Tour Buses: There are several operators to choose from, but most offer a hop-on hop-off sort of service that gives you the flexibility to get off and go where you want and stay as long as you want. They’re expensive, though, from $500 with limited stops on NakedBus to over $1000 with Kiwi Experience, so be prepared to shell out the cash for the convenience of not having to do any of the driving. However, the buses don’t go everywhere and you may have to buy separate tickets with different companies to get to any places you’d like to explore that aren’t on the well-worn tourist track. Keep in mind you'll also have to factor in accommodation costs if you're not couchsurfing.

Rental Car: It may be expensive, but it does give you the freedom to explore at your own pace and see just the sights you want to see. Rent a van and you can even sleep in it if you like! To save money and if you have the time and inclination, look into sites like Transfer Car or Imoova for deals on relocating rental cars. Some places will give you the car for free if you take it from Wellington to Auckland (and other routes) for them as most travelers are headed the other direction.

Hitchhike: Being an exceedingly backpacker friendly country, hitchhiking is pretty well accepted, especially on the south island. More populated areas are easier to hitch from, but big cities like Wellington, Auckland or Christchurch may not be so amenable. It may be free, but you’ve got to have a lot of time on your hands and be prepared to scrap plans if you don’t get picked up.

Buy a car: This is what we recommend if you’re going to be in New Zealand for at least a month. You can pick up a decently priced vehicle at Turner’s auctions in some larger cities, on numerous backpacker boards, or on TradeMe.co.nz which has auction and buy it now type listings. Even better than a car, buy a campervan so you don’t have to pay for accommodation, too. Spend as much as you can get away with and plan to sell it a few days before you leave the country. We bought a camper van that had been outfitted with a mattress, camp stove, etc., for $1,750 NZD in Hamilton and sold it for $1,700 NZD in Auckland when it was time to leave. You will most likely have to perform routine maintenance like oil changes and you may have to pay for repairs and upkeep (like replacing tires or we had to replace the ignition switch), but with the price of a rental car for that long, you’ll still come out on top.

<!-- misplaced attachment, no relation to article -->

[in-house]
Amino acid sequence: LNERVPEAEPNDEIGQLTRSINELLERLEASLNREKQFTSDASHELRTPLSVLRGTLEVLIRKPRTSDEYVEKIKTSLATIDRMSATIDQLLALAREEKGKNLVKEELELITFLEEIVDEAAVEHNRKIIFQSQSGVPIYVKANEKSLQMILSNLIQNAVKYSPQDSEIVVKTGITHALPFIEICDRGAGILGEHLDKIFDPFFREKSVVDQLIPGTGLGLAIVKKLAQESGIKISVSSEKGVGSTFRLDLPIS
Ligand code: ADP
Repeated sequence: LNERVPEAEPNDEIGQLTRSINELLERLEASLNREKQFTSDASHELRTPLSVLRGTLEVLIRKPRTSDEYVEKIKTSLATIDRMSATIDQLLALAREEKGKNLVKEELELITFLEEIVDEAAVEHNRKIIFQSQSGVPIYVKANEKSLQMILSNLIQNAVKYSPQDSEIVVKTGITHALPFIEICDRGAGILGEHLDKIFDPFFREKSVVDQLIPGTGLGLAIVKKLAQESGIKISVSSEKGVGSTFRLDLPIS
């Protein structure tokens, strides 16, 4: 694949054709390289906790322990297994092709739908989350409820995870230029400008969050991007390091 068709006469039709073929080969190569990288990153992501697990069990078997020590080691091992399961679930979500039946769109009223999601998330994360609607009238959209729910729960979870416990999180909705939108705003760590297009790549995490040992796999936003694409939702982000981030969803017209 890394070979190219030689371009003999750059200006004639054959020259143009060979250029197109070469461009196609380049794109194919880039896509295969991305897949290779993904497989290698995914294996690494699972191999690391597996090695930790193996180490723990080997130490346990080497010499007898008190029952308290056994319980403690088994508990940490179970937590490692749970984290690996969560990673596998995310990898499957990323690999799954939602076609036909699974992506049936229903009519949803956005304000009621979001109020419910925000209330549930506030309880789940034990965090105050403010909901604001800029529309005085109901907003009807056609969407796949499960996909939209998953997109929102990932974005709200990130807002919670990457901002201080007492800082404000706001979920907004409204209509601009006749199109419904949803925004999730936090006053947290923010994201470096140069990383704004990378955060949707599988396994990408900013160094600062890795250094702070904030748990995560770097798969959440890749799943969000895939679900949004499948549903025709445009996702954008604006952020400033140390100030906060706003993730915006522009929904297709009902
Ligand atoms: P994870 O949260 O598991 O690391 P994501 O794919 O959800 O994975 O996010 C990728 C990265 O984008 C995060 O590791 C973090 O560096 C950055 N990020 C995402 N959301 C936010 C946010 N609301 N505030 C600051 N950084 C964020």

Save on Accommodation in New Zealand


Hostels: Everybody knows this is the cheap backpacker options. I personally have a love-hate relationship with hostels (I love getting to hang with other travelers, I hate having to sleep on a squeaky bunk bed in a room with 4 sweaty guys and no AC), but they serve a purpose. They’re all over and you’ll pay less than at a hotel, usually around $25-$30 NZD per person.
          
Camping: There are scores of campsites all over New Zealand where you can pitch a tent or pull up an RV for anywhere between $6-$40 NZD. Prices are often per person in New Zealand, so check before you go.

Freedom Camping: Our favorite option, especially if you bought or rented a car or campervan. You’ll need an app like Wikicamps or Campermate to tell you where to go (on- or off-line), but you can find free camp sites all over New Zealand for all kinds of camping. The apps will also tell you where to find Wi-Fi, water, showers and the like. But be sure to follow instructions as some sites are only for self-contained vehicles (ones that have a toilet on board) or don’t allow tents and you could get fined.


Save on Attractions in New Zealand

            
OnlineGrabOne.com and Bookme.com are useful for Groupon-esque deals from skydiving and jet boat tours to Maori experiences and thermal spas. Sometimes they offer pretty big discounts. The catch sometimes being that the deals are only good for a certain day of the week or time of day.